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Papers of Gertrude Stein and Her Circle

Abstract

Title:
Papers of Gertrude Stein and Her Circle
Author/Creator:
Stein, Gertrude, and Her Circle
Collection number:
78-7
Size:
0.50 linear feet
Bulk dates:
1927-1938
Inclusive dates:
1927-1938
Collection Area:
Literature and Rare Books
Repository:
Special Collections, University of Maryland Libraries, Hornbake Library, College Park, MD 20742. Tel: 301-405-9212, Fax: 301-314-2709, Email: askhornbake@umd.edu
Abstract:

Gertrude Stein (1874-1946) was an American-born poet, novelist, and playwright who lived for a time in Baltimore, Maryland, but spent most of her life in France and England. The collection consists of correspondence, biographical materials, work papers, and photographs and is mostly in French. Significant figures represented include Georges Hugnet, Georges Maratier, Jacques Stettiner, John Boulton, Bernard Fry, and Pablo Picasso.

Important Information for Users of the Collection

Restrictions:

This collection is open for research.

Preferred citation:

Papers of Gertrude Stein and Her Circle, Special Collections, University of Maryland Libraries.

Please use this identifier to cite or link to this item: http://hdl.handle.net/1903.1/1523
Publication rights:

Photocopies of original materials may be provided for a fee and at the discretion of the curator. Please see our Duplication of Materials policy for more information. Queries regarding publication rights and copyright status of materials within this collection should be directed to the appropriate curator.

Status:

This collection is PROCESSED.

Historical Note

Gertrude Stein was born on February 3, 1874, in Allegheny, Pennsylvania. She was the last of seven children of Daniel and Amelia Keyser Stein. Shortly after she was born, the Stein family moved to Europe for four years, later settling in Oakland, California. She attended public school in California until the age of seventeen. By 1891, both parents had died; Gertrude, her brother Leo, and her sister Bertha, moved to Baltimore to stay with their eldest brother, Michael, and his family. Gertrude Stein entered Radcliffe College in the fall of 1893 graduating four years later. She decided upon a medical career and entered the John Hopkins Medical School in Baltimore, Maryland, in summer 1897. Gertrude Stein became bored with medical school, and, failing to receive a passing grade in a minor course at the end of her fourth year, she moved to Florence, Italy, to stay with her brother Leo for the summer. For two years, she traveled back and forth to Europe and in 1903 finally settled with Leo at 27, Rue de Fleurus, in Paris.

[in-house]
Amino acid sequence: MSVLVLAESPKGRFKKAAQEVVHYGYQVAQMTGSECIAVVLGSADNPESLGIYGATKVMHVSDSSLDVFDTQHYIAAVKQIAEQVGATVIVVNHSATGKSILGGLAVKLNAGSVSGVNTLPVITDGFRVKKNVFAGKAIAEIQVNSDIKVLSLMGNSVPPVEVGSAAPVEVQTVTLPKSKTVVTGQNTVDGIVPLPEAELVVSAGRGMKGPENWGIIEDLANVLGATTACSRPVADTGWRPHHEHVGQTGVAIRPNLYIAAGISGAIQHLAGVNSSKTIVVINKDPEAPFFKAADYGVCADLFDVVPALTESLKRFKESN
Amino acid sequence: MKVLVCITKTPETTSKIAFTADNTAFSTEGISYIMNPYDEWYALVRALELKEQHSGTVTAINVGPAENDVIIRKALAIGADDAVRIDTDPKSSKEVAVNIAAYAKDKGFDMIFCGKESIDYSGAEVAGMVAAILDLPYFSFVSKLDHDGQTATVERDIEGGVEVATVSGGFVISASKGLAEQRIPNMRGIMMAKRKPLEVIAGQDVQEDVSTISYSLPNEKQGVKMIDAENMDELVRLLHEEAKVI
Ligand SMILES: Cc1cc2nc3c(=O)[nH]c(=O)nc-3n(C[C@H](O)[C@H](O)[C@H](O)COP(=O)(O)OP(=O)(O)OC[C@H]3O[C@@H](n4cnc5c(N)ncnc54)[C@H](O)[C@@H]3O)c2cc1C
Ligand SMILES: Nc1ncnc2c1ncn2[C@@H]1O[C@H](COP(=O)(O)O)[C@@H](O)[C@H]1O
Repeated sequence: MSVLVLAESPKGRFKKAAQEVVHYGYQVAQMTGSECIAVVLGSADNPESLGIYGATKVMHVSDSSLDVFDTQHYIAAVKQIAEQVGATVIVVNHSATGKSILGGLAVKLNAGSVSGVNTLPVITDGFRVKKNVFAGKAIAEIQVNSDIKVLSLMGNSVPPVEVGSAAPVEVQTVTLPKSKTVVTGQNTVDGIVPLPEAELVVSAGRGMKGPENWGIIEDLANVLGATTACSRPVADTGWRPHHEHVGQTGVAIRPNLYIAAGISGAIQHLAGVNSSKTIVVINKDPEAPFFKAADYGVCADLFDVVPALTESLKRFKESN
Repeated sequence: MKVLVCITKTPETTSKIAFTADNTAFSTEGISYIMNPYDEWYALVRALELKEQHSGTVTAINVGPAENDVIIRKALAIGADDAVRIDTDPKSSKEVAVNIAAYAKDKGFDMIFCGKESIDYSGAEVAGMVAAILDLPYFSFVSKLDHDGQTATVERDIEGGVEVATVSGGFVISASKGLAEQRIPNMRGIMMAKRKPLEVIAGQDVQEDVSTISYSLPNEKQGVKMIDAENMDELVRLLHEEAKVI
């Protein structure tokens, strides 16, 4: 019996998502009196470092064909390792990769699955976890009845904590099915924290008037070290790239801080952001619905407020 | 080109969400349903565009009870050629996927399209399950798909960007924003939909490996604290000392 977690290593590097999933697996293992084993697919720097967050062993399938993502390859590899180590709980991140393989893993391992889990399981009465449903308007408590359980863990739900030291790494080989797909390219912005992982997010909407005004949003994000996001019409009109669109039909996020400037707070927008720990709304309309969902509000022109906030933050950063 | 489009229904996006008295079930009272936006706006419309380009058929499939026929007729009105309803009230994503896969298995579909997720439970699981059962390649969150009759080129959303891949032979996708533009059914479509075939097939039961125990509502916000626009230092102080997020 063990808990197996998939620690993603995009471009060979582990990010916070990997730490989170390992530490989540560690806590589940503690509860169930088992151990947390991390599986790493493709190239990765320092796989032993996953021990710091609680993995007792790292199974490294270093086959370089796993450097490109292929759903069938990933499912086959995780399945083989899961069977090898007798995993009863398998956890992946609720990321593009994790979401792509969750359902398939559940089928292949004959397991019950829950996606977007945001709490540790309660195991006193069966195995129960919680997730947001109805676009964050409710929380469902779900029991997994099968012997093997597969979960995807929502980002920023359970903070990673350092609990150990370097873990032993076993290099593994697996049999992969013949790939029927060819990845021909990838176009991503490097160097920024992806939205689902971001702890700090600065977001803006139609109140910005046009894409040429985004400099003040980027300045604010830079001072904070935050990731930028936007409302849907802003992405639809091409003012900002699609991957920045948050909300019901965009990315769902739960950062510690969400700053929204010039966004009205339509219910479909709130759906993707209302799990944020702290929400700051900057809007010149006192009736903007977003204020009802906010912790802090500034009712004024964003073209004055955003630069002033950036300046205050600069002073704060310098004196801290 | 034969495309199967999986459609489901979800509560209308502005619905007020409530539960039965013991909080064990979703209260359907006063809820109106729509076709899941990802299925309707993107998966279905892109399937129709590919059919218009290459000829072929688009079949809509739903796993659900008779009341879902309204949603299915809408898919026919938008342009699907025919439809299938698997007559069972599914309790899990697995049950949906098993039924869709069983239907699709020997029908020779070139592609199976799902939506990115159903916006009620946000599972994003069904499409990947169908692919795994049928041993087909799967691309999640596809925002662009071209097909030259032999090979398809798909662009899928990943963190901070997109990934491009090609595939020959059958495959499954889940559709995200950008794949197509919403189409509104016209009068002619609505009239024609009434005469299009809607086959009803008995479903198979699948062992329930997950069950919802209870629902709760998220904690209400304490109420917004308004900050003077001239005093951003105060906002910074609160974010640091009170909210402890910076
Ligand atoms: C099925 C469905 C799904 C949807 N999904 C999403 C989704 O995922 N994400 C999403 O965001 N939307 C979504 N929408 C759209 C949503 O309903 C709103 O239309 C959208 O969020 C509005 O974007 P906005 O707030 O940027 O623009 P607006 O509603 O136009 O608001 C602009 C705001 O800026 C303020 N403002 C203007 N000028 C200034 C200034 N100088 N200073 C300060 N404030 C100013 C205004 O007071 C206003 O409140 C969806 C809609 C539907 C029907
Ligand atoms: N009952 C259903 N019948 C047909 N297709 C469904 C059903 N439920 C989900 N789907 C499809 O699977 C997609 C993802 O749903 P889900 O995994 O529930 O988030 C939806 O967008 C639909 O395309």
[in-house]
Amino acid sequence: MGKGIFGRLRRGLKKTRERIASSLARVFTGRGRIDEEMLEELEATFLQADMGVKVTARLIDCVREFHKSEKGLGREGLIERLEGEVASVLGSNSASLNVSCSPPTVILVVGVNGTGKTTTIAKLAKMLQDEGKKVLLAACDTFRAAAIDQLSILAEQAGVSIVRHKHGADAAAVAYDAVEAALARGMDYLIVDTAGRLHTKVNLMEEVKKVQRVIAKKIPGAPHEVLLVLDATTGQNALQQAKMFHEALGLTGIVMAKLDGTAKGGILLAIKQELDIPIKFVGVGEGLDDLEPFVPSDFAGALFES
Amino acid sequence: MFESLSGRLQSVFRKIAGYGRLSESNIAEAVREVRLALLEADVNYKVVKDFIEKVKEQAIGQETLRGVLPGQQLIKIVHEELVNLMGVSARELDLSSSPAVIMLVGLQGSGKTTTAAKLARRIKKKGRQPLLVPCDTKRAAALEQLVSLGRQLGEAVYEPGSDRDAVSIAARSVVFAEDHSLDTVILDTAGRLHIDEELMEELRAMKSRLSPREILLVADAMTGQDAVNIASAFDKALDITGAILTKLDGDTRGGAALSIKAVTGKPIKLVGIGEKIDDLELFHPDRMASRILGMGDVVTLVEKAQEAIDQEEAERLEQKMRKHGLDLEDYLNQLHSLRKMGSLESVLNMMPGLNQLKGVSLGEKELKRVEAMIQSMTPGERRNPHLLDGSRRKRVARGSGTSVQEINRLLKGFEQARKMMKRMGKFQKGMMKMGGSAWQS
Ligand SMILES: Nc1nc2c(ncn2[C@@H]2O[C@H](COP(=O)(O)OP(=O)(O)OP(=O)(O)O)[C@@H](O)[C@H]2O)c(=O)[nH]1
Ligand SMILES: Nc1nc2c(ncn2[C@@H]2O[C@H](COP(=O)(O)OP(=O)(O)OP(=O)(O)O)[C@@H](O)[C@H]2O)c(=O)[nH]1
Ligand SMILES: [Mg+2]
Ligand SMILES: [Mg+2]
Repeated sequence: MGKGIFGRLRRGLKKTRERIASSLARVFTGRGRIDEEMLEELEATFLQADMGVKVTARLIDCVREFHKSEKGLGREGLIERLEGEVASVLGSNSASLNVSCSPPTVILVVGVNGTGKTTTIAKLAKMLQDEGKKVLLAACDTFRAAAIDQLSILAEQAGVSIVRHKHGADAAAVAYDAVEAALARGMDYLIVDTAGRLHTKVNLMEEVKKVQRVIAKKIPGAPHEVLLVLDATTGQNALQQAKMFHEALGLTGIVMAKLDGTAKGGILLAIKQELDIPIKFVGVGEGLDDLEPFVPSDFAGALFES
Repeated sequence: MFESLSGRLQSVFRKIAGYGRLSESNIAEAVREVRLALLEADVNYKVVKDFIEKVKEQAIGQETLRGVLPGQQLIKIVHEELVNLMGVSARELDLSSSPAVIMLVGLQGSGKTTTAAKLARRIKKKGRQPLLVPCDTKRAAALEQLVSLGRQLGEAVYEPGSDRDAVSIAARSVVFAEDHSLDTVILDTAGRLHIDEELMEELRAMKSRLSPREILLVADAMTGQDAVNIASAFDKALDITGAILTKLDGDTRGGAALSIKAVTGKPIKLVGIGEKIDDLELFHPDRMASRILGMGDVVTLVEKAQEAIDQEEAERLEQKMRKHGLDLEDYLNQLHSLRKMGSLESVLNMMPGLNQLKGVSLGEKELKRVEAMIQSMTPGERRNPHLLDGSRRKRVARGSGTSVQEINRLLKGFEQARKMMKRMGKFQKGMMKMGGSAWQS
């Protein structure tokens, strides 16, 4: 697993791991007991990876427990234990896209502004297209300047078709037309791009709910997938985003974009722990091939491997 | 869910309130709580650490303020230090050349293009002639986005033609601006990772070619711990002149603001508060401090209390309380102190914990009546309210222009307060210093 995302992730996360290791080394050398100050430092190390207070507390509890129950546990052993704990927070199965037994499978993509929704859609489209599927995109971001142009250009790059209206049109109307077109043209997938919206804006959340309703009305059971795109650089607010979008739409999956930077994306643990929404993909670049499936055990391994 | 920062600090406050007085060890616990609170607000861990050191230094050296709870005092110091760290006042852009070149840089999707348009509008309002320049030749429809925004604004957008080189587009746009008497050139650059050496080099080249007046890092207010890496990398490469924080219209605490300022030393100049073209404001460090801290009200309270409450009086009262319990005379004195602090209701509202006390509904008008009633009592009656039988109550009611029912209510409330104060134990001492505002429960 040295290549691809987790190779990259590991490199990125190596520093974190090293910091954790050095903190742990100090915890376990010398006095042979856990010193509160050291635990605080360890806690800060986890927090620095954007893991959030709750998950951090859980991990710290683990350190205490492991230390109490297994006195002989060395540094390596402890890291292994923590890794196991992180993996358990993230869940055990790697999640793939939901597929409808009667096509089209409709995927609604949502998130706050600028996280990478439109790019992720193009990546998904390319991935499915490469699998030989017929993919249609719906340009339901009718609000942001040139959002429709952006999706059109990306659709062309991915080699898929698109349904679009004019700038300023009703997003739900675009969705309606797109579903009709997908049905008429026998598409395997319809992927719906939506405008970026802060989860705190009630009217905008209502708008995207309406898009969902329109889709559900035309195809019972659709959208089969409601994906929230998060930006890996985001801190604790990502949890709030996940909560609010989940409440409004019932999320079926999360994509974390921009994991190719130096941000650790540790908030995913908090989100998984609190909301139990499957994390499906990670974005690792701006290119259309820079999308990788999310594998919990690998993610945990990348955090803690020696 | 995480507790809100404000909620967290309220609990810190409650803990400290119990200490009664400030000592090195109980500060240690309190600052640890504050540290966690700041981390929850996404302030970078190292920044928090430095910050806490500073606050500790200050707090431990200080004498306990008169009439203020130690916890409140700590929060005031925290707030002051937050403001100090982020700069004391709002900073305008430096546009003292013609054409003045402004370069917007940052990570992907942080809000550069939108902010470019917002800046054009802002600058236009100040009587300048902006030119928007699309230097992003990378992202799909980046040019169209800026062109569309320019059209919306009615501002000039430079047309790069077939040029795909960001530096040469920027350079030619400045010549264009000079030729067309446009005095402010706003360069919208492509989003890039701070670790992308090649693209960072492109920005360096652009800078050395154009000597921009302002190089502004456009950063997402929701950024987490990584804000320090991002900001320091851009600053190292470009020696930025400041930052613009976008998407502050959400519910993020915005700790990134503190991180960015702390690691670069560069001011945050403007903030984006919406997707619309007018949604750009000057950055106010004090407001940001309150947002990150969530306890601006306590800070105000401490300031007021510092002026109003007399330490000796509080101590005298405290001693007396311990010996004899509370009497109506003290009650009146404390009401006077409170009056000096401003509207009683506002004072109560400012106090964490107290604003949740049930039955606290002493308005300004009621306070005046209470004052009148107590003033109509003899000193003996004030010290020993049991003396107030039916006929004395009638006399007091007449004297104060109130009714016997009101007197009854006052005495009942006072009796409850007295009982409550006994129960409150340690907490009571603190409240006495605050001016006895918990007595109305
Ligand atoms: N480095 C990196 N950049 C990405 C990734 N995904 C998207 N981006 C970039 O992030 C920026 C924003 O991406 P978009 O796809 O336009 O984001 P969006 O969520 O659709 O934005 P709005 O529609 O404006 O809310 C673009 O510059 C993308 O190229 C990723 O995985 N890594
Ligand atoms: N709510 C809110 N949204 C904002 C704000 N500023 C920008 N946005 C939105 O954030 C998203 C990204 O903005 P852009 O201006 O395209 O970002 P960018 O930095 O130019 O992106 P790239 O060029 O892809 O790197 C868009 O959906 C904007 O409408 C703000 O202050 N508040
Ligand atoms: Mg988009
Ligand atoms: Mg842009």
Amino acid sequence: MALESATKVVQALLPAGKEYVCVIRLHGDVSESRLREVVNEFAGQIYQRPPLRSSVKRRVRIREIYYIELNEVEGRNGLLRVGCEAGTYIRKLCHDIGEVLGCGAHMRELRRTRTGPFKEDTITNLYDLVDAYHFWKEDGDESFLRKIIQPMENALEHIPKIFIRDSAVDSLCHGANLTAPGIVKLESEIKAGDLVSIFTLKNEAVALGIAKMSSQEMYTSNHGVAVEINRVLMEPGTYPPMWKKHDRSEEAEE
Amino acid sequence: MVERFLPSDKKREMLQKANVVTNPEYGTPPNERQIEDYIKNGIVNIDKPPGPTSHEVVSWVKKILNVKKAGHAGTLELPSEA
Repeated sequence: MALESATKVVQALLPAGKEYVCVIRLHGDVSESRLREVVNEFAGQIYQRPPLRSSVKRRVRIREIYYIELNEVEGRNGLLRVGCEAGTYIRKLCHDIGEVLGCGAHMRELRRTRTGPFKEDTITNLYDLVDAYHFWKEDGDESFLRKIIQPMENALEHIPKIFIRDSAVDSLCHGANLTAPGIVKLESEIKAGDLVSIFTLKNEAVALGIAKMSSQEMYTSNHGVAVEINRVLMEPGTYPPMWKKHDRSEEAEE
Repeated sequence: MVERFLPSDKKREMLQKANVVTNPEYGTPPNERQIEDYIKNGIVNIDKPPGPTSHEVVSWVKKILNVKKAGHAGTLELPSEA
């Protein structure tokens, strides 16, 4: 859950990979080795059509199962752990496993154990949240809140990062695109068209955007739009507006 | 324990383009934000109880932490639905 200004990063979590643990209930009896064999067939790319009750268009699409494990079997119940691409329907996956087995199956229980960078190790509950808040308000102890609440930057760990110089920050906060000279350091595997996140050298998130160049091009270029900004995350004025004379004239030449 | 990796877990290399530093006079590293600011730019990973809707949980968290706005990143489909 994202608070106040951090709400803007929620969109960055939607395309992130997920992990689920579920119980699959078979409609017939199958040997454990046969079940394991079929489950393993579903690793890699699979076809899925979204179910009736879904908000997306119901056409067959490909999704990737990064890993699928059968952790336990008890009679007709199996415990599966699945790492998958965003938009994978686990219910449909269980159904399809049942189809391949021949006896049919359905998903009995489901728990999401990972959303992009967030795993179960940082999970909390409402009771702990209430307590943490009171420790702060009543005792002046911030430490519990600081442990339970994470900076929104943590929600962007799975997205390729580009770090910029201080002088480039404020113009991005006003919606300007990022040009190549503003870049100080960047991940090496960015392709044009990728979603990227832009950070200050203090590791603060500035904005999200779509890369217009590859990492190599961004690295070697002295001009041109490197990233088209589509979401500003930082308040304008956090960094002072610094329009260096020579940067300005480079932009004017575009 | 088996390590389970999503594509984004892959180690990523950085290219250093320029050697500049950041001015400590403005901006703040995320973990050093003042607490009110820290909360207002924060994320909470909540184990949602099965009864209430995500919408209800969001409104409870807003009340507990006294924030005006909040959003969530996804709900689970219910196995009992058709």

It was in Paris that Gertrude Stein became a writer. Although she had written technical papers during her college years, she made her first step as a writer with the completion of Q.E.D. (1903). During forty-three years in Paris, Stein produced and promoted her poems, plays, novels, and "word-portraits." Despite difficulty in having her work published, Stein managed to build a small audience. She wrote and published Q.E.D., The Good Anna, Melanctha, and The Gentle Lena during her first three years in Paris. The last three were later published under the collective title of Three Lives (1915). During this period, she posed for her famous portrait by Pablo Picasso. She purchased works by Picasso, Matisse, Robert Delaunay, and Juan Gris, and she became acquainted with writers Guillaume Apollinaire and Max Jacob. Between 1906 and 1910, Gertrude Stein worked on her epic, The Making of Americans, which was not published until 1925. In 1910, Alice B. Toklas, Stein's "wife" moved to 27, Rue de Fleurus to join Stein and her brother Leo. She played the roles of lover, cook, housekeeper, gardener, typist, and editor in Stein's life. In 1913, Leo and Gertrude Stein had a disagreement regarding Picasso's later works and decided to separate. Leo moved to a small town near Florence essentially ending their relationship.

In 1914, Stein and Toklas, stranded in England during the World War I for about eleven weeks, offered their services to the American Fund for French Wounded. Later, they returned to France to continue efforts to have Stein's work published in England as well as France. It was during this period Stein wrote many portraits of her friends; among them were those of Sherwood Anderson and Carl Van Vechten. In 1926, she published her lectures from Oxford and Cambridge in a volume entitled Composition as Explanation. The Life and Death of Juan Gris was published in 1927, shortly after his death as a tribute to his memory. That same year Virgil Thompson, an American composer, completed musical settings for Stein's Capital, Capitals and began work on Four Saints in Three Acts and Opera. In the late 1920s Stein met Georges Maratier at a tea given by a mutual friend, Bravig Imbs. Maratier, a businessman, owned an art gallery in Paris and was perhaps one of her closest friends during the 1930s. In 1929, Stein and Toklas rented a seventeenth-century villa in Bilignin where they spent their summers entertaining friends; previously their summers were spent at the nearby town of Belley. Maratier, who often visited Stein and Toklas at their homes in Paris and at Bilignin, frequently advised Stein on personal and business matters. Their relationship which lasted for eleven years often involved a mutual friend and publisher, Georges Hugnet. As Stein's publisher in the early 1930s publishing under the imprint "Edition de La Montagne," Georges Hugnet helped publish Morceaux Choisis de la Fabrication des Americans (1930) and Dix Portraits (1930) both in English and in French. From the late 1920s through the 1930s the correspondence among Georges Maratier, Georges Hugnet, and Gertrude Stein focused on these publications. In the fall of 1930, Stein's relationship with Georges Hugnet ended as a result of a quarrel concerning equal billing in Enfances. That same year Stein and Toklas initiated the "Plain Edition" publishing company. Several editions appeared under the "Plain Edition" imprint, such as Lucy Church Amiably (1930) and Before the Flowers of Friendship Faded Friendship Faded (1930). The latter is a limited edition of Stein's English work translated by Georges Hugnet before their dispute. For three years Stein and Toklas continued their publication efforts and managed to publish most of Stein's most hermetic works; unfortunately all of the volumes were unsuccessful.